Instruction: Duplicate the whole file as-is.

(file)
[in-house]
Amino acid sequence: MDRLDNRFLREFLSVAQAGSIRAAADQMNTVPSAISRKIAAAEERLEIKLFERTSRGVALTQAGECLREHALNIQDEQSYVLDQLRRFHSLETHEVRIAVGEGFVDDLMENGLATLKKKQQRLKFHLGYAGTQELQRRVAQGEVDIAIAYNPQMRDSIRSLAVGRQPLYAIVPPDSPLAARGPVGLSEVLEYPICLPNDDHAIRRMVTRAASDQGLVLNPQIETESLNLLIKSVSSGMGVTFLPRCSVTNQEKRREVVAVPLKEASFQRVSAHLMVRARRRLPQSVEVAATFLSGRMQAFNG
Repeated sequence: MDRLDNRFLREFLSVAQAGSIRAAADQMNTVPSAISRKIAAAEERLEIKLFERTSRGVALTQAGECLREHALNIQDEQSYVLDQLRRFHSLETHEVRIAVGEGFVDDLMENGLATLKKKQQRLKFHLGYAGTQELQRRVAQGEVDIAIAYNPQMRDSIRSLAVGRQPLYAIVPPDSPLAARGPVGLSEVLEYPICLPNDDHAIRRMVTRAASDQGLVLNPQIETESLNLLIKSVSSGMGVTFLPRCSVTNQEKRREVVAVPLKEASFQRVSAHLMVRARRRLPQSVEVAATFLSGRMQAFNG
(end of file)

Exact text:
[in-house]
Amino acid sequence: MDRLDNRFLREFLSVAQAGSIRAAADQMNTVPSAISRKIAAAEERLEIKLFERTSRGVALTQAGECLREHALNIQDEQSYVLDQLRRFHSLETHEVRIAVGEGFVDDLMENGLATLKKKQQRLKFHLGYAGTQELQRRVAQGEVDIAIAYNPQMRDSIRSLAVGRQPLYAIVPPDSPLAARGPVGLSEVLEYPICLPNDDHAIRRMVTRAASDQGLVLNPQIETESLNLLIKSVSSGMGVTFLPRCSVTNQEKRREVVAVPLKEASFQRVSAHLMVRARRRLPQSVEVAATFLSGRMQAFNG
Repeated sequence: MDRLDNRFLREFLSVAQAGSIRAAADQMNTVPSAISRKIAAAEERLEIKLFERTSRGVALTQAGECLREHALNIQDEQSYVLDQLRRFHSLETHEVRIAVGEGFVDDLMENGLATLKKKQQRLKFHLGYAGTQELQRRVAQGEVDIAIAYNPQMRDSIRSLAVGRQPLYAIVPPDSPLAARGPVGLSEVLEYPICLPNDDHAIRRMVTRAASDQGLVLNPQIETESLNLLIKSVSSGMGVTFLPRCSVTNQEKRREVVAVPLKEASFQRVSAHLMVRARRRLPQSVEVAATFLSGRMQAFNG